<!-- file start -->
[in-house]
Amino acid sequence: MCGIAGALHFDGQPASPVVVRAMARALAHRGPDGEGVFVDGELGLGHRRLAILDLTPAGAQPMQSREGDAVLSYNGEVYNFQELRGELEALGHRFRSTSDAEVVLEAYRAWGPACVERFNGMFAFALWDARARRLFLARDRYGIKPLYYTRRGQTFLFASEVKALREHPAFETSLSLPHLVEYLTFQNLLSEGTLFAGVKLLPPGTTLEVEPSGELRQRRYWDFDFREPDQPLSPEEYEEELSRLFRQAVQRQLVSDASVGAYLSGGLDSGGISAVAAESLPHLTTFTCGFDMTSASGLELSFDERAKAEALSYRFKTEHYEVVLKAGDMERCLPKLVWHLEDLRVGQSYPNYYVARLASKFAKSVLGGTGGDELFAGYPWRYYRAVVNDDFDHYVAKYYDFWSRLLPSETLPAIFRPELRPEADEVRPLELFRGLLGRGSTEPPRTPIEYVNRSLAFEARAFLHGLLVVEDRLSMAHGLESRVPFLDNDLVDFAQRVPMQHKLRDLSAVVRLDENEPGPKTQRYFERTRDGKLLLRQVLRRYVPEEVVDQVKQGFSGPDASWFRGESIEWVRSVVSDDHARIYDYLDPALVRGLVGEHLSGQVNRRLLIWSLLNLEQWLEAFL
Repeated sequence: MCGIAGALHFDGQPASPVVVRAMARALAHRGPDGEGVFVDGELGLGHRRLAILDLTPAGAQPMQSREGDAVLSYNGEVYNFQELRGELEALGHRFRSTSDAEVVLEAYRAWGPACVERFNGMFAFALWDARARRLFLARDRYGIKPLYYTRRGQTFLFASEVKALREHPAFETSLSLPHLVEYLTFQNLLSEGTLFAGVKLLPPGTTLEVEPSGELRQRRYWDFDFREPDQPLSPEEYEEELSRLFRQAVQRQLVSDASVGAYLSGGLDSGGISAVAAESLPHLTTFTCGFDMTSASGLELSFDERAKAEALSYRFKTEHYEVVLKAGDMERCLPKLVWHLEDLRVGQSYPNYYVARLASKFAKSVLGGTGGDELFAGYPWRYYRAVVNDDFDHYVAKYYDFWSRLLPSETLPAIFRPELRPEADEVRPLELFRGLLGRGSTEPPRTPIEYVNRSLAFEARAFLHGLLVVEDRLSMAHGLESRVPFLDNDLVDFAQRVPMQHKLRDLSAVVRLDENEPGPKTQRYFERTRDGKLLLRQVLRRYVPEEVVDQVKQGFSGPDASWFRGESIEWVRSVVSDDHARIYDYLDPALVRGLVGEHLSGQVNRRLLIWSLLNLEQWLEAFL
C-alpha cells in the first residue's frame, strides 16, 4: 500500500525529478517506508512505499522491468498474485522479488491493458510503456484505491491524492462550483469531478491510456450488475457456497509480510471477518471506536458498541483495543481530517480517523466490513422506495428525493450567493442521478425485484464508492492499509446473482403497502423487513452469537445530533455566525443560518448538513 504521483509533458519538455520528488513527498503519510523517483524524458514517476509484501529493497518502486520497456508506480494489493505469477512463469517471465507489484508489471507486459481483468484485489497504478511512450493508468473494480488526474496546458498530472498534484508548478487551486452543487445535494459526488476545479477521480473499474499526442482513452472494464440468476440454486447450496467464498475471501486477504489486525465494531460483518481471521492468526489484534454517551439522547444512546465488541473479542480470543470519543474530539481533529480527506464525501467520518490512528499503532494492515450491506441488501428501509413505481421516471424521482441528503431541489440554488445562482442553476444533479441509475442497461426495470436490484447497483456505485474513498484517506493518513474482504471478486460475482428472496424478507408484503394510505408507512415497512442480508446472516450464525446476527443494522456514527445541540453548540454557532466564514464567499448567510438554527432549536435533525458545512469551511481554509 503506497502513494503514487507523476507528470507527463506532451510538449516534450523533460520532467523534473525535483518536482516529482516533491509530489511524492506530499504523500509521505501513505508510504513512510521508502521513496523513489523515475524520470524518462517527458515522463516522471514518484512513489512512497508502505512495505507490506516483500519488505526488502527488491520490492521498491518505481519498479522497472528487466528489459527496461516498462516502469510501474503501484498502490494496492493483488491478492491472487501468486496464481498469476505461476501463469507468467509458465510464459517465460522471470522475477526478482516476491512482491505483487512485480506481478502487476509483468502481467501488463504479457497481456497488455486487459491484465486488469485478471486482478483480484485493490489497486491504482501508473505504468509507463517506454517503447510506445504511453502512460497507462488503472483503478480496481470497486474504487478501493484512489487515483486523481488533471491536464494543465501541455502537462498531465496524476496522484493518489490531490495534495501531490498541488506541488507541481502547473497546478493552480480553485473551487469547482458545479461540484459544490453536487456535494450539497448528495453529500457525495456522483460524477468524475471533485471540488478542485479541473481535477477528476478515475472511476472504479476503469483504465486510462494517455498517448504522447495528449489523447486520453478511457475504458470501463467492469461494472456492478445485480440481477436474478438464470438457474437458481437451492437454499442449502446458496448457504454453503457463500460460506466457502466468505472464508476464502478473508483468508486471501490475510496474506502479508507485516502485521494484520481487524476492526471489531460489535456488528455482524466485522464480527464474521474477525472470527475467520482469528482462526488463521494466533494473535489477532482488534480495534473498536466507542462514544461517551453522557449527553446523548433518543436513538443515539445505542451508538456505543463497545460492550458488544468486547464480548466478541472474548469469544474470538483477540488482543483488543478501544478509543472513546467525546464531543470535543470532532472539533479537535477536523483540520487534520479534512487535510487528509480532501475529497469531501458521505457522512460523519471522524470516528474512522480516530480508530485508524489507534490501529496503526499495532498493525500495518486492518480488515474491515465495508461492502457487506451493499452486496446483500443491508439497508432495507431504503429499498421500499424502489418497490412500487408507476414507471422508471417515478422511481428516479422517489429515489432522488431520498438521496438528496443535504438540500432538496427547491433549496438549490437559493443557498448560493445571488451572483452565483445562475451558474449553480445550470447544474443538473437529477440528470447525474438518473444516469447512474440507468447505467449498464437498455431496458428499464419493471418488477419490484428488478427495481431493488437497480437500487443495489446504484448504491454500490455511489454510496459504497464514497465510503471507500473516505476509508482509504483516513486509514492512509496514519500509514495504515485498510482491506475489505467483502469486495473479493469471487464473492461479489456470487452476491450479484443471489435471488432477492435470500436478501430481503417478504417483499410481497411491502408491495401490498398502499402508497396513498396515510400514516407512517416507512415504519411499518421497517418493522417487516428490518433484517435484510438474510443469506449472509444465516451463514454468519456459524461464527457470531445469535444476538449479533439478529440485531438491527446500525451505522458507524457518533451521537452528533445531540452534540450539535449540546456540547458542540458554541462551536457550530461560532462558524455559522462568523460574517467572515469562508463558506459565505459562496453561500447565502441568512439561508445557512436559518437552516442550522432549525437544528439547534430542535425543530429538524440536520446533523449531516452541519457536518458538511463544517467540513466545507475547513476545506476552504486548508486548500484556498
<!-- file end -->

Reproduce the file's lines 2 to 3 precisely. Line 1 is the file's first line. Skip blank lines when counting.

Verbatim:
Amino acid sequence: MCGIAGALHFDGQPASPVVVRAMARALAHRGPDGEGVFVDGELGLGHRRLAILDLTPAGAQPMQSREGDAVLSYNGEVYNFQELRGELEALGHRFRSTSDAEVVLEAYRAWGPACVERFNGMFAFALWDARARRLFLARDRYGIKPLYYTRRGQTFLFASEVKALREHPAFETSLSLPHLVEYLTFQNLLSEGTLFAGVKLLPPGTTLEVEPSGELRQRRYWDFDFREPDQPLSPEEYEEELSRLFRQAVQRQLVSDASVGAYLSGGLDSGGISAVAAESLPHLTTFTCGFDMTSASGLELSFDERAKAEALSYRFKTEHYEVVLKAGDMERCLPKLVWHLEDLRVGQSYPNYYVARLASKFAKSVLGGTGGDELFAGYPWRYYRAVVNDDFDHYVAKYYDFWSRLLPSETLPAIFRPELRPEADEVRPLELFRGLLGRGSTEPPRTPIEYVNRSLAFEARAFLHGLLVVEDRLSMAHGLESRVPFLDNDLVDFAQRVPMQHKLRDLSAVVRLDENEPGPKTQRYFERTRDGKLLLRQVLRRYVPEEVVDQVKQGFSGPDASWFRGESIEWVRSVVSDDHARIYDYLDPALVRGLVGEHLSGQVNRRLLIWSLLNLEQWLEAFL
Repeated sequence: MCGIAGALHFDGQPASPVVVRAMARALAHRGPDGEGVFVDGELGLGHRRLAILDLTPAGAQPMQSREGDAVLSYNGEVYNFQELRGELEALGHRFRSTSDAEVVLEAYRAWGPACVERFNGMFAFALWDARARRLFLARDRYGIKPLYYTRRGQTFLFASEVKALREHPAFETSLSLPHLVEYLTFQNLLSEGTLFAGVKLLPPGTTLEVEPSGELRQRRYWDFDFREPDQPLSPEEYEEELSRLFRQAVQRQLVSDASVGAYLSGGLDSGGISAVAAESLPHLTTFTCGFDMTSASGLELSFDERAKAEALSYRFKTEHYEVVLKAGDMERCLPKLVWHLEDLRVGQSYPNYYVARLASKFAKSVLGGTGGDELFAGYPWRYYRAVVNDDFDHYVAKYYDFWSRLLPSETLPAIFRPELRPEADEVRPLELFRGLLGRGSTEPPRTPIEYVNRSLAFEARAFLHGLLVVEDRLSMAHGLESRVPFLDNDLVDFAQRVPMQHKLRDLSAVVRLDENEPGPKTQRYFERTRDGKLLLRQVLRRYVPEEVVDQVKQGFSGPDASWFRGESIEWVRSVVSDDHARIYDYLDPALVRGLVGEHLSGQVNRRLLIWSLLNLEQWLEAFL